[edgenet: the leading edge]
October 2011 Vol. 30, No. 10



Bob Hardage, President

It's Members' turn to weigh in on governance reform

SEG's Active Members shall vote in the final months of 2011 on whether to provide the Society with a modern governance structure.

With one amendment, the SEG Council approved proposed Bylaws at its 18 September meeting during the Annual Meeting in San Antonio, thus sending the matter of adoption to the membership. Voting through paper ballot and online ballot will begin 18 October and conclude 16 December. If more than 50% of voting Active Members vote in favor, these proposed Bylaws will become SEG's primary governance document.

Development of new Bylaws has been a years-long process involving the Constitution and Bylaws Committee, the Council Ad Hoc Committee, several Executive Committees, the Council, SEG sections and associated societies, and several committees. The Council nearly approved Bylaws last year, but what was proposed at the time fell just short of the two-third's majority endorsement required to send the question to Active Members. In the past year, the Council Ad Hoc Committee made adjustments to the proposed Bylaws that strengthened the role of the Council, assigning it responsibility for review and approval of Bylaws changes, dues rate increases greater than cumulative inflation, and each year's Annual Report. With these major changes and a few minor ones, the new Bylaws received unanimous approval from the 2011 Council.

As this matter goes to a membership vote, it is important to highlight the reasons governance reform is so important.

The Board of Directors described in the proposed Bylaws, and presented graphically in Figure 1, would have 14 voting members and a nonvoting executive director. All voting members would have multiyear terms. Under the current structure, SEG's Executive Committee has seven members, with four serving only for one year.

Longer terms for Society officers and representatives would provide more continuity in governance and strengthen strategic leadership. The larger size of the governing body would provide for more representation from SEG's diverse and rapidly growing membership. Yet the ability to act nimbly would be preserved with an Executive Committee empowered to act between Board meetings. The board structure presented in the proposed Bylaws reflects widely recognized best practice for dynamic organizations.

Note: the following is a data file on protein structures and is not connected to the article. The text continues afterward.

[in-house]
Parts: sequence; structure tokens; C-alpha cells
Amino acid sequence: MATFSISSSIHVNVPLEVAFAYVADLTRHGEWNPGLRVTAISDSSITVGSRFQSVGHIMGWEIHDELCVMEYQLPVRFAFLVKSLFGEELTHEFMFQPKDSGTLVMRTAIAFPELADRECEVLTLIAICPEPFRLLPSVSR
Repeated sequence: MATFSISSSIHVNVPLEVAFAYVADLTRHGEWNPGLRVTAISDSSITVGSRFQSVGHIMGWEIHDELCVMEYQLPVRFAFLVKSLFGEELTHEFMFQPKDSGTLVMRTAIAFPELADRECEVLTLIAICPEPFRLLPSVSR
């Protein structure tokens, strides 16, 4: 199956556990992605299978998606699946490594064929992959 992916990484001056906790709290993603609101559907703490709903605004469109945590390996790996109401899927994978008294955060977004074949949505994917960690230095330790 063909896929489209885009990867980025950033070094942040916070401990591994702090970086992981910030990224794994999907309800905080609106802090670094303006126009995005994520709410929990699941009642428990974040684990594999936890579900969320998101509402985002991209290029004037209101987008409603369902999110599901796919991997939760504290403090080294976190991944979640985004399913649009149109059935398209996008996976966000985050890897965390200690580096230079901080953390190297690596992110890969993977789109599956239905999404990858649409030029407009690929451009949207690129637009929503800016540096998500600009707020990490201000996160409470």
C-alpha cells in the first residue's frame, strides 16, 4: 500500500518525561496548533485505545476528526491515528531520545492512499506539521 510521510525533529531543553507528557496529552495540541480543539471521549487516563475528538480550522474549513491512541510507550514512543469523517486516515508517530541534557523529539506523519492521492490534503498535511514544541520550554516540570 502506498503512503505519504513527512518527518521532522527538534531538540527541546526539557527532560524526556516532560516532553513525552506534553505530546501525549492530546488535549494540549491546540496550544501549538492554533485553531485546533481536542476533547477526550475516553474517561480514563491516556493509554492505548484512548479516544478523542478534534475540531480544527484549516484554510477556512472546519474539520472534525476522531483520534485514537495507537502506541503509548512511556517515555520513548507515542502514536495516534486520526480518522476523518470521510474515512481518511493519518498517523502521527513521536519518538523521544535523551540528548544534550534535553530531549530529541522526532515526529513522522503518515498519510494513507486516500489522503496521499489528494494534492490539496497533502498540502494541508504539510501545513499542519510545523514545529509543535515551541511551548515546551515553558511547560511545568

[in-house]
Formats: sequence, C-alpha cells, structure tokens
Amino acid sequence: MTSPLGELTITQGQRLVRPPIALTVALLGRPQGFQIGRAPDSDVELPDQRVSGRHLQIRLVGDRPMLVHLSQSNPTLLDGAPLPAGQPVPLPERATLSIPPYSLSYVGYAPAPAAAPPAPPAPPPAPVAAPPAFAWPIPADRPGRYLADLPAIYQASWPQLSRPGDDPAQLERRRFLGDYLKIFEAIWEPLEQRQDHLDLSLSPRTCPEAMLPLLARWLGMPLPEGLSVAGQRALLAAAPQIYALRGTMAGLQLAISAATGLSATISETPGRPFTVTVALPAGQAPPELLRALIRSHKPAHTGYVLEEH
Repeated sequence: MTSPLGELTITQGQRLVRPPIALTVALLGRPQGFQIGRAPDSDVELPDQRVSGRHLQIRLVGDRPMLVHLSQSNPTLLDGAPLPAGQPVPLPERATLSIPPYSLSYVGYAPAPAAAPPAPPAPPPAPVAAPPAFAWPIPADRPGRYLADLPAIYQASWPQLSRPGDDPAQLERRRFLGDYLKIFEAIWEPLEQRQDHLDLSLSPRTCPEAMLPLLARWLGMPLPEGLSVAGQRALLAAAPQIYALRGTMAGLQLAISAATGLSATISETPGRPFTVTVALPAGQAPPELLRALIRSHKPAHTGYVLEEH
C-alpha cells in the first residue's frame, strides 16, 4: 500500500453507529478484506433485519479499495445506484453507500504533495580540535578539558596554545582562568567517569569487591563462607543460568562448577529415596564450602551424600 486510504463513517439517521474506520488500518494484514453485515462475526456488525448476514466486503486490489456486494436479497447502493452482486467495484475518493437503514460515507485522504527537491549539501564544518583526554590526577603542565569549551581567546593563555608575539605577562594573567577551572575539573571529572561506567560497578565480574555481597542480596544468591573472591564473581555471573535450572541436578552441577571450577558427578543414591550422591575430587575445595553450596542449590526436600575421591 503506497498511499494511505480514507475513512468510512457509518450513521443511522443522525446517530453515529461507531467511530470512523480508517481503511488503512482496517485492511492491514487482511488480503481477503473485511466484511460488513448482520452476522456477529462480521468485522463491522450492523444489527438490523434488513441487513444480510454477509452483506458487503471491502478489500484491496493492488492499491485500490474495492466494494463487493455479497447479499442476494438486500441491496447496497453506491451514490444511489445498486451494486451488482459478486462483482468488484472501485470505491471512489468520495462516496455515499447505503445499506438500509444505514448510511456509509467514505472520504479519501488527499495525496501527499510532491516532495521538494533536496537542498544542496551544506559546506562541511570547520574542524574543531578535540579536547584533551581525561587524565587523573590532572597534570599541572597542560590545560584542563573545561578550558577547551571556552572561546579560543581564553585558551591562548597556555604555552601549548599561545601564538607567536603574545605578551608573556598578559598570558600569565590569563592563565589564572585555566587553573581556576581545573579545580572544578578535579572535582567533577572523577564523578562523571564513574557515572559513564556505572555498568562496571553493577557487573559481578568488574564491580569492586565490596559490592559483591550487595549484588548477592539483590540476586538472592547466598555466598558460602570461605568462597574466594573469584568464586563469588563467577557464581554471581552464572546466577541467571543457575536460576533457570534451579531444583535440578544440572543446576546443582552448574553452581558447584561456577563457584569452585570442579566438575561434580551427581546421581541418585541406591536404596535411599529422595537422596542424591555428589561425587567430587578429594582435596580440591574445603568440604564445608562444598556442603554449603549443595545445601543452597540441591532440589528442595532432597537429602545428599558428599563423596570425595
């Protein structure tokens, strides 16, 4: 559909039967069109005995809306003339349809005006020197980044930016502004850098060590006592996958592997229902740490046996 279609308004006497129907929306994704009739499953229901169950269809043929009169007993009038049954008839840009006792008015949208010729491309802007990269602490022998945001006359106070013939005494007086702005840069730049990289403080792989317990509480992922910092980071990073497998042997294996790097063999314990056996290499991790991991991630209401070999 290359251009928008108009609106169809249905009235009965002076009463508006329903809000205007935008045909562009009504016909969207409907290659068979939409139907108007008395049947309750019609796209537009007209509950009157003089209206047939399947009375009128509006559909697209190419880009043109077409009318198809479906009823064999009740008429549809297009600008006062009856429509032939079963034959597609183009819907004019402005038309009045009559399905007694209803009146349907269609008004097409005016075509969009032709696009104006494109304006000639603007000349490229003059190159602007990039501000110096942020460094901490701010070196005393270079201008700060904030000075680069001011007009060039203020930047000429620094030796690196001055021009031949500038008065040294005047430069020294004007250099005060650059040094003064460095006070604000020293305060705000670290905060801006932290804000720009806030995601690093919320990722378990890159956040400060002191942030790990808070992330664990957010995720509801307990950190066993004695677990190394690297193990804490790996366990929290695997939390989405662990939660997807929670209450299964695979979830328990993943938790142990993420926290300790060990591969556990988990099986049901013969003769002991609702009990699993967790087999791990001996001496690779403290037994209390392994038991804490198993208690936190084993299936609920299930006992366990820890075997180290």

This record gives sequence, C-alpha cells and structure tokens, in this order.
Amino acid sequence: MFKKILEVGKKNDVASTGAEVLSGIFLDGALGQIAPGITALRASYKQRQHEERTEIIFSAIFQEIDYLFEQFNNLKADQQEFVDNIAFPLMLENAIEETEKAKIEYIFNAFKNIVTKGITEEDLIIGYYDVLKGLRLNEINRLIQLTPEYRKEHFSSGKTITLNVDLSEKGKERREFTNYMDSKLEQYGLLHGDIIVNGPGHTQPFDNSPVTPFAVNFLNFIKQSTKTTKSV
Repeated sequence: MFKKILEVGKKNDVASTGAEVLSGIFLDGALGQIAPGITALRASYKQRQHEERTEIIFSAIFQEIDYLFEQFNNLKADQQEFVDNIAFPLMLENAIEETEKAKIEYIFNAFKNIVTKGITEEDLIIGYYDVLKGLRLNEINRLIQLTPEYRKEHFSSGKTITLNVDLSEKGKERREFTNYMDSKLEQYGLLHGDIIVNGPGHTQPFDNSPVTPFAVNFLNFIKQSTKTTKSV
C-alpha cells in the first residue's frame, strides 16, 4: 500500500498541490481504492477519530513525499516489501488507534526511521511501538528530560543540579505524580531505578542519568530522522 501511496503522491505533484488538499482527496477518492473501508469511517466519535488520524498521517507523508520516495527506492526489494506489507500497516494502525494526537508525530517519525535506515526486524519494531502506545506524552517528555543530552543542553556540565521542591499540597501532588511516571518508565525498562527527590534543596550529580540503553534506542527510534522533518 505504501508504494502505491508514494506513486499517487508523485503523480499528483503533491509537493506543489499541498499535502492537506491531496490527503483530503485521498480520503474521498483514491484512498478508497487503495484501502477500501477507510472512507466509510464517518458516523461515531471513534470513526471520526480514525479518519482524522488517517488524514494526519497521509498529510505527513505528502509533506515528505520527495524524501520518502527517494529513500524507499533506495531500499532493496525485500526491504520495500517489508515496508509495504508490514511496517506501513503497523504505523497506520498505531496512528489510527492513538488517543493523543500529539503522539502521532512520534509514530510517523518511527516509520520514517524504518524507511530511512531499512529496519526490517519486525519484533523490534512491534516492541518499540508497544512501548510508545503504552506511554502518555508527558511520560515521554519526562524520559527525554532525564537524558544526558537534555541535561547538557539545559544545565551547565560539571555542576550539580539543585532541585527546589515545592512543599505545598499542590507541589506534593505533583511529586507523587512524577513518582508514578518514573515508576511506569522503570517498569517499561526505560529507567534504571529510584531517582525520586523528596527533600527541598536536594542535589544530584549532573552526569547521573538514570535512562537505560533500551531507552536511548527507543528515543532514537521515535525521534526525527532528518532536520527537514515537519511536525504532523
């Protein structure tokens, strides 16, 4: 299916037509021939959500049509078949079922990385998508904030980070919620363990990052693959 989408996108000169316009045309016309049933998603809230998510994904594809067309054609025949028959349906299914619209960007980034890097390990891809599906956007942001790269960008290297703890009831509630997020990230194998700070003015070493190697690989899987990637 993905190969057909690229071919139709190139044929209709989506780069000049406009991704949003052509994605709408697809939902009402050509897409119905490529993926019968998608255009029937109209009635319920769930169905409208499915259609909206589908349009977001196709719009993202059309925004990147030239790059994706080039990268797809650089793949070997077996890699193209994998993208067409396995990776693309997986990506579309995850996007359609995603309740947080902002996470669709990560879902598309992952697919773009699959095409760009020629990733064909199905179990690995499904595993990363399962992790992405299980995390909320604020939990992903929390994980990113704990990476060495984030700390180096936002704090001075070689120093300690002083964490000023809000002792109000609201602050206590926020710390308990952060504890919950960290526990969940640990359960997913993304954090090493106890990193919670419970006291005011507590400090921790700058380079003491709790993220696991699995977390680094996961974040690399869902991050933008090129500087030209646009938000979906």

The proposed Bylaws would replace SEG's current Constitution and Bylaws. Their adoption would remove an inconsistency in current governance documents regarding which body bears legal and fiduciary responsibilities for the Society. SEG's Articles of Incorporation state that the Executive Committee is SEG's governing body and that the Society is governed by its Constitution and Bylaws. However, the Constitution and Bylaws state that the Council is the governing body and that governing authority is delegated to the Executive Committee between Council meetings. Under the proposed Bylaws and through amended Articles of Incorporation, the Board of Directors would be recognized as SEG's governing body.

The amendment approved at the 2011 Council meeting was to Article VII, Section 3, paragraph b and transfers responsibility for selecting a Section representative to replace a representative unable to attend a Council meeting from the representative to the Section. Here is the change in wording: "In the event a Representative is unable to attend a Council Meeting, the Representative the Section may nominate an alternate, who is an Active Member in good standing, who will be seated with voting privileges, if the Secretary of the SEG has been notified in writing." This amended paragraph is included in a complete presentation of the proposed Bylaws that accompanies this article.

Active Members, please familiarize yourselves with the proposed Bylaws and take part in this historic vote so important to the Society's future.

PDF version of this manuscript

View the Governance/Bylaws article in the Digital Edition TLE